An ABC/Washington Post poll says -- rather surprisingly -- that 53 percent of Americans support the legalization of same sex marriage. Not just civil unions, actual marriage. In 2004, when the Bush campaign drummed up a bit of national revulsion at the very thought of dudes kissing, only 32 percent of Americans polled supported marriage equality. It's unreal.
As you probably guessed, there is a vast age divide. Young people are fine with marriage equality and old people are still grossed out. Often strongly grossed out.
Will it make any difference to the Republican Party that a majority of Americans now support gay marriage? No, probably not. In the short term, at least. Because the people who don't support it really don't support it, and people who really care about opposing things make a pretty good base of political support. And "not quite half of the population" is more than enough to win national and local elections.
Besides, a majority of Americans also support taxing the hell out of rich people and instituting a single-payer healthcare system, but neither party is willing to do anything about that. This is why we have a Senate: To act as a "cooling saucer" for the hot coffee of doing things that are right.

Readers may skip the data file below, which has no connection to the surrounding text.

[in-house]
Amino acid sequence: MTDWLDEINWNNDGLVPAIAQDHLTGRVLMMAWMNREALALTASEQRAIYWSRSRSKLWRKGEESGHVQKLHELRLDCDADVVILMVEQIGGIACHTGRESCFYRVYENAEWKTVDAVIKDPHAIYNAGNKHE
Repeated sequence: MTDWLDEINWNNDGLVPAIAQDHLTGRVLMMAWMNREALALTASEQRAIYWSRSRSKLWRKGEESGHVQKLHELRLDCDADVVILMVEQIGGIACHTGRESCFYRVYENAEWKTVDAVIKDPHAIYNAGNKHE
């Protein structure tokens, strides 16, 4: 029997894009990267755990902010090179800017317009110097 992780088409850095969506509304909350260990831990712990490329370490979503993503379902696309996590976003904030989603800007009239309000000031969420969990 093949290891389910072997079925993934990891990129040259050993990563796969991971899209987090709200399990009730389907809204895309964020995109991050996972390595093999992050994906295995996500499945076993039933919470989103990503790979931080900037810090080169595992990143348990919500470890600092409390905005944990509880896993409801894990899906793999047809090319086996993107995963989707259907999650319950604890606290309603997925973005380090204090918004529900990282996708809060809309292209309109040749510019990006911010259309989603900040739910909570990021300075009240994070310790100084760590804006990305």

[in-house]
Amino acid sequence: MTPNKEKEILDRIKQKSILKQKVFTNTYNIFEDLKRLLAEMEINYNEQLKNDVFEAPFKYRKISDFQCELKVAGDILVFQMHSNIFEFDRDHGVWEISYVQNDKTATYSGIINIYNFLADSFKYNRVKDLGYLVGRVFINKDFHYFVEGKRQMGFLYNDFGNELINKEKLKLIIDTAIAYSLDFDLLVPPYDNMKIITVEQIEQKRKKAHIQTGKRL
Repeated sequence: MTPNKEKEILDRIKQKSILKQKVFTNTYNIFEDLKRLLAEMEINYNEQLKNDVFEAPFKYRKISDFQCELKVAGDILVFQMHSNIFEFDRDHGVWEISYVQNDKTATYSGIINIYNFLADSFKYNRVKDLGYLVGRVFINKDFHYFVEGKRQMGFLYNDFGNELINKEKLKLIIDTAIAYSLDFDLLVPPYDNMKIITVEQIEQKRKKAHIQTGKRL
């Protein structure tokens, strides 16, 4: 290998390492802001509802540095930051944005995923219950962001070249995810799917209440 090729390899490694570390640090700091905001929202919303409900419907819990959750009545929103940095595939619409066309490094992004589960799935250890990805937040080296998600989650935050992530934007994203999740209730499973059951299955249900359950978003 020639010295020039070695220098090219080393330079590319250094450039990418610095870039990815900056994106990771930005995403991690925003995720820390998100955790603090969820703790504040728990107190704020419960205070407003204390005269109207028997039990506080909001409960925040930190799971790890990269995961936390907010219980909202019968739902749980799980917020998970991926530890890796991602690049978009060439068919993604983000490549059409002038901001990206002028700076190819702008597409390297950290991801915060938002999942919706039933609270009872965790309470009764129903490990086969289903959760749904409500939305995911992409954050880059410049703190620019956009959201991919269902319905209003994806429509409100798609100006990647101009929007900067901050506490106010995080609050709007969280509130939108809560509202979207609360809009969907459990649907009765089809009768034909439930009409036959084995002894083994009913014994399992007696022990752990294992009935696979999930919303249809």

Disappointingly, no one at National Review's The Corner has weighed in on the poll. Not a soul! Though anti-marriage equality Brian Brown, from National Organization for Marriage, did have a really interesting criticism of the poll. It apparently doesn't count because Americans were terribly confused by the wording:
Brown and his supporters criticized the poll's wording, which asked respondents: "Do you think it should be legal or illegal for gay and lesbian couples to get married?" Brown said respondents could become tangled in the word "illegal," which he said might suggest incarceration for violators.
Hah. Well, at least he has to admit that most Americans don't want gay couples to be literally imprisoned for deciding to spend the rest of their lives together. But 42 percent of Americans do want jail terms for gayness, and that's something his organization can build on.